Suboptimal decision-making strategies have been proposed to contribute to the pathophysiology of addiction. Decision-making, however, arises from a collection of computational components that can independently influence behavior. Disruptions in these different components can lead to decision-making deficits that appear similar behaviorally, but differ at the computational, and likely the neurobiological, level. Here, we discuss recent studies that have used computational approaches to investigate the decision-making processes underlying addiction. Studies in animal models have found that value updating following positive, but not negative, outcomes is predictive of drug use, whereas value updating following negative, but not positive, outcomes is disrupted following drug self-administration. We contextualize these findings with studies on the circuit and biological mechanisms of decision-making to develop a framework for revealing the biobehavioral mechanisms of addiction.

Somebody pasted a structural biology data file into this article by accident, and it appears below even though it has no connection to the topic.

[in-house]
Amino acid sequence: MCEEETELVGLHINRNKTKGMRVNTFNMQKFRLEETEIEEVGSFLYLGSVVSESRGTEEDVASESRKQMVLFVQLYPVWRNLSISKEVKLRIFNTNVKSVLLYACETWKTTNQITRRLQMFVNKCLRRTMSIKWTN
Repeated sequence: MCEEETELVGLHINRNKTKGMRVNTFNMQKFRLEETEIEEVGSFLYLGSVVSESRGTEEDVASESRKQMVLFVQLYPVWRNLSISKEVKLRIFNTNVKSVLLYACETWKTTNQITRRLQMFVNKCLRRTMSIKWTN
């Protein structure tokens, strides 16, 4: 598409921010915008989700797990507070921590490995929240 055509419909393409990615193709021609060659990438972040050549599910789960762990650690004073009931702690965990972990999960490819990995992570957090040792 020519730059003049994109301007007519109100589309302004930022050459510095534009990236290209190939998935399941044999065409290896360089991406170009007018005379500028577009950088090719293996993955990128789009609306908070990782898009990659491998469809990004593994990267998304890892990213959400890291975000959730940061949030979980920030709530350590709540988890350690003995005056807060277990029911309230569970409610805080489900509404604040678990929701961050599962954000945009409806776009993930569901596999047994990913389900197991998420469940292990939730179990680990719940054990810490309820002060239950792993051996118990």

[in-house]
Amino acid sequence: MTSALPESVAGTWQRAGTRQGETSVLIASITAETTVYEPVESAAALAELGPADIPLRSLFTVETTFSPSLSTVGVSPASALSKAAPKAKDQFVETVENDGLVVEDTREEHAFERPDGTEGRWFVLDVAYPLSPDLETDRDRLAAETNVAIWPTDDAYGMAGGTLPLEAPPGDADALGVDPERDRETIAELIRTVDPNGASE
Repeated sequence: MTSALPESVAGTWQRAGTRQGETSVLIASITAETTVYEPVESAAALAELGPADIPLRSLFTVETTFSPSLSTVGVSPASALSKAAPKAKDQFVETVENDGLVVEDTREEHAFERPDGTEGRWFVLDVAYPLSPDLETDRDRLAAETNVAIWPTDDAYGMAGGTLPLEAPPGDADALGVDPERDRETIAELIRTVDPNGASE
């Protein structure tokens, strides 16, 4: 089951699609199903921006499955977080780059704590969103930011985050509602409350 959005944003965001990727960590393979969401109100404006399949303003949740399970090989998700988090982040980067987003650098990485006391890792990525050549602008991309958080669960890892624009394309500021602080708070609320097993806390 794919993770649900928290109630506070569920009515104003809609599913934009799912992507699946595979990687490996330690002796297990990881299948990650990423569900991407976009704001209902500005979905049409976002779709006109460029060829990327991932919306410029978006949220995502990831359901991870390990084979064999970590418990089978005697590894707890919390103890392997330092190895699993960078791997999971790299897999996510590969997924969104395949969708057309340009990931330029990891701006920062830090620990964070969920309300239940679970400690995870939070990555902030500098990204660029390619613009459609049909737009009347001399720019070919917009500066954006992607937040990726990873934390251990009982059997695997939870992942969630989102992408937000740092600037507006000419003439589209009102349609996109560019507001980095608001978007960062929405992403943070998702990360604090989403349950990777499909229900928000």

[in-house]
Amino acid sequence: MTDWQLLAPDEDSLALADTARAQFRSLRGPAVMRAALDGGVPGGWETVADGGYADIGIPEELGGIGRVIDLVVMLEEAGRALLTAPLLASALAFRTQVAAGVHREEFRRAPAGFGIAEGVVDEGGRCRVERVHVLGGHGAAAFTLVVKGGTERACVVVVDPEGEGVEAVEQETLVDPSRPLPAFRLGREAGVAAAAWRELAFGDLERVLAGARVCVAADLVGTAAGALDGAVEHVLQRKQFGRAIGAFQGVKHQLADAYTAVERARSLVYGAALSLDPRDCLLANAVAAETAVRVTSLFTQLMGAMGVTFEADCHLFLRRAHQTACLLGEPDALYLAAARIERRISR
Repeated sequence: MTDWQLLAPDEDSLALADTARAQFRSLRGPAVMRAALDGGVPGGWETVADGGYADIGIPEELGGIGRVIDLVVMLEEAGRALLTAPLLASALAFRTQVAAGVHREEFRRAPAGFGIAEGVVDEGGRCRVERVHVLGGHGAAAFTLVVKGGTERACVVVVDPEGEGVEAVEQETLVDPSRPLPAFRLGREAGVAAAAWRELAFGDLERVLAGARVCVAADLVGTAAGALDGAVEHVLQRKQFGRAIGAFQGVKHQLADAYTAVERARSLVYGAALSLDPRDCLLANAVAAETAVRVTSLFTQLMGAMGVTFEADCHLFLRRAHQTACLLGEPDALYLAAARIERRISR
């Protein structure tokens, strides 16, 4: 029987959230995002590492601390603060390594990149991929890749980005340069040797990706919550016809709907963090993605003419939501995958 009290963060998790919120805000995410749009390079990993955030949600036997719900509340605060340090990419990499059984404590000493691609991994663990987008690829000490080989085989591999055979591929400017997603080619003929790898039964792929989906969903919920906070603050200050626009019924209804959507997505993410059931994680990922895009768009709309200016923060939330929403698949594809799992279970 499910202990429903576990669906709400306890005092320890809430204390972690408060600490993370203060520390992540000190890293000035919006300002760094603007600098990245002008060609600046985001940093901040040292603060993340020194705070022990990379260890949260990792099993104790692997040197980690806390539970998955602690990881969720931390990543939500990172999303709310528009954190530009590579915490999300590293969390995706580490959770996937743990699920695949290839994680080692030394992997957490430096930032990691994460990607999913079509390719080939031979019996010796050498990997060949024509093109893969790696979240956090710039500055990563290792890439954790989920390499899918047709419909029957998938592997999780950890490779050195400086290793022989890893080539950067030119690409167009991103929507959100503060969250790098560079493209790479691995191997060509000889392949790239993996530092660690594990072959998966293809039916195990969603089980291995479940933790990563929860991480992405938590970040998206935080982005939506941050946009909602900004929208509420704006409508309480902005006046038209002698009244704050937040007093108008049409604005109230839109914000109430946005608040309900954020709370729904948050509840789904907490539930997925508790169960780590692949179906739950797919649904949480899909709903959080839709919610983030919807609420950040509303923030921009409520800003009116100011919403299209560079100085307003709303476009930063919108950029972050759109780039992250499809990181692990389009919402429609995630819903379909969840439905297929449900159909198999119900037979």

|Original language||English (US)|
|Number of pages||10|
|Journal||Trends in Neurosciences|
|State||Published - Feb 2022|
Bibliographical noteFunding Information:
This work was funded by NIDA DA051598 (S.M.G.), DA051977 (S.M.G.), DA041480 (J.R.T.), and DA043443 (J.R.T.), and NIAAA AA012870 (J.R.T.) and AA029454 (S.L.T.). Additional support was provided by the State of Minnesota through its support of the Medical Discovery Team on Addiction at the University of Minnesota and the State of Connecticut, Department of Mental Health and Addiction Services through its support of the Ribicoff Research Facilities. The work described in this manuscript does not express the views of the Department of Mental Health and Addiction Services or the States of Connecticut or Minnesota. The views and opinions expressed are those of the authors.
© 2021 Elsevier Ltd
- nucleus accumbens
- orbitofrontal cortex
PubMed: MeSH publication types
- Journal Article
- Research Support, N.I.H., Extramural
- Research Support, Non-U.S. Gov't